The Army Corps of Engineers plans to drill 12 to 15 holes in the basement of 4835 Glenbrook Road NW, after environmental remediation workers suffered apparent chemical exposure along the Spring Valley home’s property line.
The property — the currently vacant official residence for American University’s president — adjoins the neighborhood’s most infamous address: 4825 Glenbrook, where the Army’s cleanup efforts have included razing a home and excavating down to bedrock.
The news came at the Sept. 12 meeting of the Restoration Advisory Board, a body that oversees the Army’s cleanup of World War I-era munitions and chemical contamination in Spring Valley and the American University campus. “We didn’t see any of this previously,” the Army’s Brenda Barber said at the meeting.
Barber said the Army doesn’t expect to demolish 4835 Glenbrook, but officials added that the possibility exists if the investigation uncovers dangerous chemicals below the home. “If there are chemical agents under the house, we’re not going to leave them there,” the Army’s Dan Noble said.
Sylvia Burwell, the new American University president, had originally planned to move into the property but now will not.
Christine Dieterich, who lives across the street at 4830 Glenbrook, blasted the cleanup leadership for saying previously there were no problems at 4835. During the major cleanup of 4825, she took her two small children to live in a nearby rental apartment to ensure their safety.
“You tell me my kids are safe,” she said at the meeting, which she attended with her attorney. “You don’t have a clue.”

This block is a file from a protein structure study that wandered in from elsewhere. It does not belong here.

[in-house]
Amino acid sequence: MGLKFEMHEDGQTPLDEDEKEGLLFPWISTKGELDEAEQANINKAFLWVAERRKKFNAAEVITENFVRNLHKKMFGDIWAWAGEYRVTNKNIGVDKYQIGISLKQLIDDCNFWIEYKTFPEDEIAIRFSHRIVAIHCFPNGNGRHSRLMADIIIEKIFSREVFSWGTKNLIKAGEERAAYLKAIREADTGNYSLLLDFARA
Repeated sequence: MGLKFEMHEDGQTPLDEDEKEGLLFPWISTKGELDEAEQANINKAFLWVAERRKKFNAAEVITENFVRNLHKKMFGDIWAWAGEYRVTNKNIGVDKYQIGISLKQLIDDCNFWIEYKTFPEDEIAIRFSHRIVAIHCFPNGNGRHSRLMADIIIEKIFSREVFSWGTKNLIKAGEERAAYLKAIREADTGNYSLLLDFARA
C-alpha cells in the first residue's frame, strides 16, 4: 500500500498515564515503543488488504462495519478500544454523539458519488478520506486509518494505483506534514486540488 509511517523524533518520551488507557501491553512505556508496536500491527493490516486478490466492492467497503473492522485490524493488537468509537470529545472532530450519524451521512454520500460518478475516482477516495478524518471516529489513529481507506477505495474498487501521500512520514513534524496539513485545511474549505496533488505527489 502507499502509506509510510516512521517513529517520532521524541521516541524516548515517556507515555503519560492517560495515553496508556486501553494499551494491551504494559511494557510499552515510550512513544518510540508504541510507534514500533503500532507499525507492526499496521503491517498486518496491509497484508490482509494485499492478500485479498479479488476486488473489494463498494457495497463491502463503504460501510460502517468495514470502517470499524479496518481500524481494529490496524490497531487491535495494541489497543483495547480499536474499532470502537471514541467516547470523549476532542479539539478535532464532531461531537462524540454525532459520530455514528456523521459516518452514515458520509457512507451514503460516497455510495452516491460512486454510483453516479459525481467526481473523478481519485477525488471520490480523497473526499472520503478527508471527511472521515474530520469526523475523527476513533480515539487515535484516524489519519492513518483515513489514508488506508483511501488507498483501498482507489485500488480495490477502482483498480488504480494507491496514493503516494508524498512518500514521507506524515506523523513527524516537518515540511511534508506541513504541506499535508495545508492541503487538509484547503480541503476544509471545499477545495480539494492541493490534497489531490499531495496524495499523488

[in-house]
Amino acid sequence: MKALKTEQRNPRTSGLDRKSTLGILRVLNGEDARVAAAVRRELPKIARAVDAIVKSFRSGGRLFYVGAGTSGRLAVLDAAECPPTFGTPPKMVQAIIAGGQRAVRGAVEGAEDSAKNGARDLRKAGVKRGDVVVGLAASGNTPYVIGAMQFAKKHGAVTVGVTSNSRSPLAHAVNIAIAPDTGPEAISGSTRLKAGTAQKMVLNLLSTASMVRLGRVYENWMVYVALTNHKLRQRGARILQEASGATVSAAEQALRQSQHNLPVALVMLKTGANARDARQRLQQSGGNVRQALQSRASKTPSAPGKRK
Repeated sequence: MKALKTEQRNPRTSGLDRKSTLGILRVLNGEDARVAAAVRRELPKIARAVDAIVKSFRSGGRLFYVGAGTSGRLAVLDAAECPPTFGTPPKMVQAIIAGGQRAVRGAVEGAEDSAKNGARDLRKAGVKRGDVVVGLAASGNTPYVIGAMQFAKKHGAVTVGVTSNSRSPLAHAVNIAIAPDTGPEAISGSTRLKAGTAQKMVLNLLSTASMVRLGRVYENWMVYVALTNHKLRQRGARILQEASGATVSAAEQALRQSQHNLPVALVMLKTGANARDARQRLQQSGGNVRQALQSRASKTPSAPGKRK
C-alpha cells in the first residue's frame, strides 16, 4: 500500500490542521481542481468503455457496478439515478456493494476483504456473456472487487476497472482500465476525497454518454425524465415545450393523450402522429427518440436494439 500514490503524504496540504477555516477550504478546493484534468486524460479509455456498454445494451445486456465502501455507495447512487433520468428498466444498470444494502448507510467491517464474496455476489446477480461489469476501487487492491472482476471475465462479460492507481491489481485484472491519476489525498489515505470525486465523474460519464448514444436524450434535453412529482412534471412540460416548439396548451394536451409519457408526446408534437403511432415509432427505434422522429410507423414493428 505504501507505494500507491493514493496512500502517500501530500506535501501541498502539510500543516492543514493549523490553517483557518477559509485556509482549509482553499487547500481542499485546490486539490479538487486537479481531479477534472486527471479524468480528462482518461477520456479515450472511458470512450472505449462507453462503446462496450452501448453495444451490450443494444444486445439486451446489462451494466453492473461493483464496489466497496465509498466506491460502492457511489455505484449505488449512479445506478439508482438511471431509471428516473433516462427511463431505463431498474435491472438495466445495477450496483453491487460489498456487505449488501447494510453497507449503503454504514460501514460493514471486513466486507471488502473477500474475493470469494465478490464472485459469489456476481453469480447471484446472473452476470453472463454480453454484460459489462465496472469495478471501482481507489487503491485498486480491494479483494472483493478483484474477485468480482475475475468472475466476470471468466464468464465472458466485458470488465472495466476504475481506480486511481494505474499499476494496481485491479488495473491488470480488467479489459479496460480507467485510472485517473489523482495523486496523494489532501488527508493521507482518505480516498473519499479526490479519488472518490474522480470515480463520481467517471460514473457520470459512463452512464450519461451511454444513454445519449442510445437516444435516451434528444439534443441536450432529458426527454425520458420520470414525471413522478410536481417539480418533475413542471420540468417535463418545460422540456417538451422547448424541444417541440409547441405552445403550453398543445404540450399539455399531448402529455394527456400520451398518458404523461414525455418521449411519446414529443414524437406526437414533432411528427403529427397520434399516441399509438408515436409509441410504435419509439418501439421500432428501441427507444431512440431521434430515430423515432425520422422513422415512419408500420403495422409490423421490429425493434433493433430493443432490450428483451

Barber answered that the Army had ample information to say the area was safe, but is now undertaking a new review. Earlier extensive tests described during the meeting had not shown any dangers involving the house itself at 4835, she said. “We can’t plan for zero risk,” said Barber.
At the meeting, Army officials also discussed the possible exposure suffered by cleanup workers on Aug. 9. Officials said a team experienced eye irritation digging near the property line between 4825 and 4835, which is close to the basement of 4835. When a second group suffered similar irritation the Army halted the excavation. The workers were taken to the hospital, but their symptoms ended within less than an hour of the excavation, officials said.
The Army has not yet found a substance that could have been responsible for the injuries to the workers, officials said. A board of investigation has interviewed the workers and their medical personnel, and is reviewing all project data of the day of the incident as well as the project’s work plans, procedures and safety protocols. A report is due by the end of October.
Several residents active on the Spring Valley cleanup issue have pointed to comments by construction workers who built 4825 and 4835 Glenbrook in the early 1990s. Some workers said in 2013 that both houses were built atop hazardous materials, but Noble said that information contradicts workers’ 1990s accounts and that he had more confidence in the more contemporaneous recollections.